The FFCRA provides workers with paid leave for reasons related to COVID-19. The FFCRA covers the costs of this paid leave by providing small businesses with refundable tax credits. Certain self-employed individuals in similar circumstances are entitled to similar credits.
Tax Credit for Employers Providing Leave
In both types of emergency leave, the employer pays for the leave but is entitled to a dollar for dollar reimbursement through a refundable tax credit. Note, the tax credit is only available to private sector employers employing between 1 and 499 employees who provide the leave.
The IRS together with the Departments of Labor and Treasury, issued guidance on March 20, 2020 addressing how an employer can get an immediate reimbursement for the emergency paid sick leave and emergency FMLA leave provided to affected employees. While employers are obligated to compensate employees for the emergency PSL and emergency FMLA leave to which an employee becomes entitled, employers can re-coup, dollar for dollar, amounts paid out, up to the prescribed caps. According to this guidance, an employer can retain both federal income tax withholding, and the employer and employee share of FICA (Social Security and Medicare) for all employees to compensate itself for disbursement of emergency PSL and emergency FMLA amounts. On March 27, 2020, the IRS released further guidance (Notice 2020-21) relating to how both types of leave apply to wages and compensation paid for periods beginning on April 1, 2020 and ending on December 31, 2020.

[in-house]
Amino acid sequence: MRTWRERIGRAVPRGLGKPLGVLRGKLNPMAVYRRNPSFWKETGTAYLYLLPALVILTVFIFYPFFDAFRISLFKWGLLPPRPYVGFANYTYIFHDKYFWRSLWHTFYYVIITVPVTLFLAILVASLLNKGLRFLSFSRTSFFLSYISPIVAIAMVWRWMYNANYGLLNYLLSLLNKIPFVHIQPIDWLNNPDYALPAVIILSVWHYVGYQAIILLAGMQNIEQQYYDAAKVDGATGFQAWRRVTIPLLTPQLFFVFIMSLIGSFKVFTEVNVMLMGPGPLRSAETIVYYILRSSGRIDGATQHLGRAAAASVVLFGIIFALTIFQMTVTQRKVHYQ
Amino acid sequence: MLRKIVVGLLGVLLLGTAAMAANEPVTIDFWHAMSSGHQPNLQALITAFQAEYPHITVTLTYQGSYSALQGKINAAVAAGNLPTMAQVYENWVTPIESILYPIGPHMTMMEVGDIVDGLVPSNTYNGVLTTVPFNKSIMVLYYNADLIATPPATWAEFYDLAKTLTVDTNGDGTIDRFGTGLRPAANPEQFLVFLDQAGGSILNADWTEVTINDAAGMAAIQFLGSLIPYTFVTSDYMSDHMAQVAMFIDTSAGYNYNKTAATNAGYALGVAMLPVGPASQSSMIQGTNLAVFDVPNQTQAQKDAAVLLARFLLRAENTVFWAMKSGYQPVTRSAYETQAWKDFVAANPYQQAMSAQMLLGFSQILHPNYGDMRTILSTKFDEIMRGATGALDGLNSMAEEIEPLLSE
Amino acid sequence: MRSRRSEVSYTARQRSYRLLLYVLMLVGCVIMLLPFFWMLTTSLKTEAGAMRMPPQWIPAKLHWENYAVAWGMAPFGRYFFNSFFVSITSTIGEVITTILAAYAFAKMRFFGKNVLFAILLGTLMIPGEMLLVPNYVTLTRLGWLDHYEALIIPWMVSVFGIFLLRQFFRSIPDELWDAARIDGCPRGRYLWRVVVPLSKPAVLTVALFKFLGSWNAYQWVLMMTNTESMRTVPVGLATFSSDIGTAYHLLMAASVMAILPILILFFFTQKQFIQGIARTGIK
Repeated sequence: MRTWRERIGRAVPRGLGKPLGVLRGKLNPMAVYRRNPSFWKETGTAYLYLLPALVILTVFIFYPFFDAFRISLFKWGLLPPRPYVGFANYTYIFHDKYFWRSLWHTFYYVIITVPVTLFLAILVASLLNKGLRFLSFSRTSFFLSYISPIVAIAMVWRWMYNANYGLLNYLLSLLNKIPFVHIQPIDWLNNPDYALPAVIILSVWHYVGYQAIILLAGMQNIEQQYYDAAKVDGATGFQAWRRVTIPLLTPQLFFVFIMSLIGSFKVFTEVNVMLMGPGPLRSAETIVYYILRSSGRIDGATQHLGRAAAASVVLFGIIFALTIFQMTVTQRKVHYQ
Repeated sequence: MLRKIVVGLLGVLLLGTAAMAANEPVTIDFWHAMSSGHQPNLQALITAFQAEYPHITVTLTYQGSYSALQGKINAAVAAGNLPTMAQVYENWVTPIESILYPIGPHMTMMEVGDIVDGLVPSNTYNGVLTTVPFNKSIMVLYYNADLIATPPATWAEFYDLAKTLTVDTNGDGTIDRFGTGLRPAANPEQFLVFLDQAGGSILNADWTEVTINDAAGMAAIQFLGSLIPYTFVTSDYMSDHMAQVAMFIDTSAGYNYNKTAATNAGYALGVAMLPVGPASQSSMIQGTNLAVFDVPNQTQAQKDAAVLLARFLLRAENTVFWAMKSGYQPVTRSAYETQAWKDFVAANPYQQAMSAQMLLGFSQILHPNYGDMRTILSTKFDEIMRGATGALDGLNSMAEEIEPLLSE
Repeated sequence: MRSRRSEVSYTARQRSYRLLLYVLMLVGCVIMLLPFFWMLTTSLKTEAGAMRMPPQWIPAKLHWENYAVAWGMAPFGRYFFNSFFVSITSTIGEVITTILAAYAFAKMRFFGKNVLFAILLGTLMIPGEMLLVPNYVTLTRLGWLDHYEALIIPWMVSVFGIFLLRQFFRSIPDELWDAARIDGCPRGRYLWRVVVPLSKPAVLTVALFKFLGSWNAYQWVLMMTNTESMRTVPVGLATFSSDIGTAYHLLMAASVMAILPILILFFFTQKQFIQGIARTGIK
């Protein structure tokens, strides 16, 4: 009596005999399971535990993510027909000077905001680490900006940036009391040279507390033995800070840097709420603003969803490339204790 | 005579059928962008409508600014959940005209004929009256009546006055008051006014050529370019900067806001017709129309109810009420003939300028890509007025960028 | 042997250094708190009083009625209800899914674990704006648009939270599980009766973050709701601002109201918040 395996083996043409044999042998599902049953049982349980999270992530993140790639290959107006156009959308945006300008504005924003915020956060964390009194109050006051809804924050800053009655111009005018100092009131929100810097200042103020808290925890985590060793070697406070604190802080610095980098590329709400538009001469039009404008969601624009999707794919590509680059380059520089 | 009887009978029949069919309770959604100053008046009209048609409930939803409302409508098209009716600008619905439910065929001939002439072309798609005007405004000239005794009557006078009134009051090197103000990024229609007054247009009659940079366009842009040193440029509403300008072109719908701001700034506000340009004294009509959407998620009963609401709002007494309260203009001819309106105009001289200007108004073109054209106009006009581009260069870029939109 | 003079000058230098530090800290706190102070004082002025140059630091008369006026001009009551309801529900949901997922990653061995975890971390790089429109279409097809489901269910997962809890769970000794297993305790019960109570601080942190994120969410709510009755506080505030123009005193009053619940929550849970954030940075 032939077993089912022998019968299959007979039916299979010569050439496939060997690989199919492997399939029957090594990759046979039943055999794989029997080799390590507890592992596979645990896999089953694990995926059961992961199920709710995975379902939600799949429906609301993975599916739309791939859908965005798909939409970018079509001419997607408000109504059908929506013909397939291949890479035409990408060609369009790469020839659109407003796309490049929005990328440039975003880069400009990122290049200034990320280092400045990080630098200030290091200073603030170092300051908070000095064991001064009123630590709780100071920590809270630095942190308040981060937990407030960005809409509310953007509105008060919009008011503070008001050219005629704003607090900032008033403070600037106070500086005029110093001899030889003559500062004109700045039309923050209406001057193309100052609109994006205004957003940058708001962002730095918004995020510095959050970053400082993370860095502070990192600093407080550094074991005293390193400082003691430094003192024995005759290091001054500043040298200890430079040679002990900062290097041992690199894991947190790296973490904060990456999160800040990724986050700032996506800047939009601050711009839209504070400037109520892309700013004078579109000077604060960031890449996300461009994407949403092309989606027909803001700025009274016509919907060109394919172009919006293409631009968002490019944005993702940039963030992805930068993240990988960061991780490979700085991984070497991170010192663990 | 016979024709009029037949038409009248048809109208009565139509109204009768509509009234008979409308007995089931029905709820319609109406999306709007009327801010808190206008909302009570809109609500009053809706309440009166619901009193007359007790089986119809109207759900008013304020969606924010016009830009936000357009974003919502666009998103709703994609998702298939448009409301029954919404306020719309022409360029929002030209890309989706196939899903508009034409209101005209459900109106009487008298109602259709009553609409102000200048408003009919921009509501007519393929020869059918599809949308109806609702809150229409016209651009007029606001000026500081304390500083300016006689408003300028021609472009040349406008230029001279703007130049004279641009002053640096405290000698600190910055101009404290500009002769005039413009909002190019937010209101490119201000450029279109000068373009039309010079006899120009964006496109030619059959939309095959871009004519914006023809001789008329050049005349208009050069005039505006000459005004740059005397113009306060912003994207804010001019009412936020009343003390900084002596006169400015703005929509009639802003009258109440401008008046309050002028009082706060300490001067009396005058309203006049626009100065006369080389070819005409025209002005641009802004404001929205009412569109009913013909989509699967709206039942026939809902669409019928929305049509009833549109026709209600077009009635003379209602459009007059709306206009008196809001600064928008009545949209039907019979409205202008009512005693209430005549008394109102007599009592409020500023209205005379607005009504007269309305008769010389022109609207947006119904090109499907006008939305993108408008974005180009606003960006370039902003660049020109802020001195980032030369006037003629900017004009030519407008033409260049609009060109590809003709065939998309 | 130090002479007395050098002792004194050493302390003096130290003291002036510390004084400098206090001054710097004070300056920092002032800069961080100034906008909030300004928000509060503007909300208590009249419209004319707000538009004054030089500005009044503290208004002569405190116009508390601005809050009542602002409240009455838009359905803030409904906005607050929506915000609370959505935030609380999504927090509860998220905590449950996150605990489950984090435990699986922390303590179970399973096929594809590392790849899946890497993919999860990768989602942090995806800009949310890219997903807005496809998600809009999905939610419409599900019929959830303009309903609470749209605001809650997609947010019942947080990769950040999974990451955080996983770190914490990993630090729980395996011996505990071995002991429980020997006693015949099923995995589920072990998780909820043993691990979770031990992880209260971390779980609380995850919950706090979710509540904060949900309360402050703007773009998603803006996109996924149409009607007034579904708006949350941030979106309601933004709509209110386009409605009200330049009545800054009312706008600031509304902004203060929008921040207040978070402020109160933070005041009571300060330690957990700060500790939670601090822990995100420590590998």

On March 31, 2020, the IRS released a set of FAQs to assist employers on how to claim tax credit. If the amount with which the employer can reimburse itself for insufficient, the employer can file a Form 7200, Advance Payment of Employer Credits Due to COVID-19 to claim an advanced refund of the balance. All amounts taken for emergency leave tax credits are reported on the Form 941.
These FAQs also clarify what amounts are available for the tax credit. Of particular note:
- FAQs 20-24 address how to determine amount of tax credit for purposes of emergency paid sick leave wages
- FAQs 25-30 address emergency FMLA wages
- FAQs 31-36 address how to calculate qualified health plans expenses.
The tax credit is based on an individual’s regular rate of pay (or, if higher, the federal minimum wage or any applicable state or local minimum wage), not to exceed the maximum amounts provided under the relevant paid leave laws. Included in the credit amount is the employer’s portion of Medicare tax imposed on paid leave wages and allocable health plan expenses. Special rules apply for those subject to the Railroad Retirement Tax Act.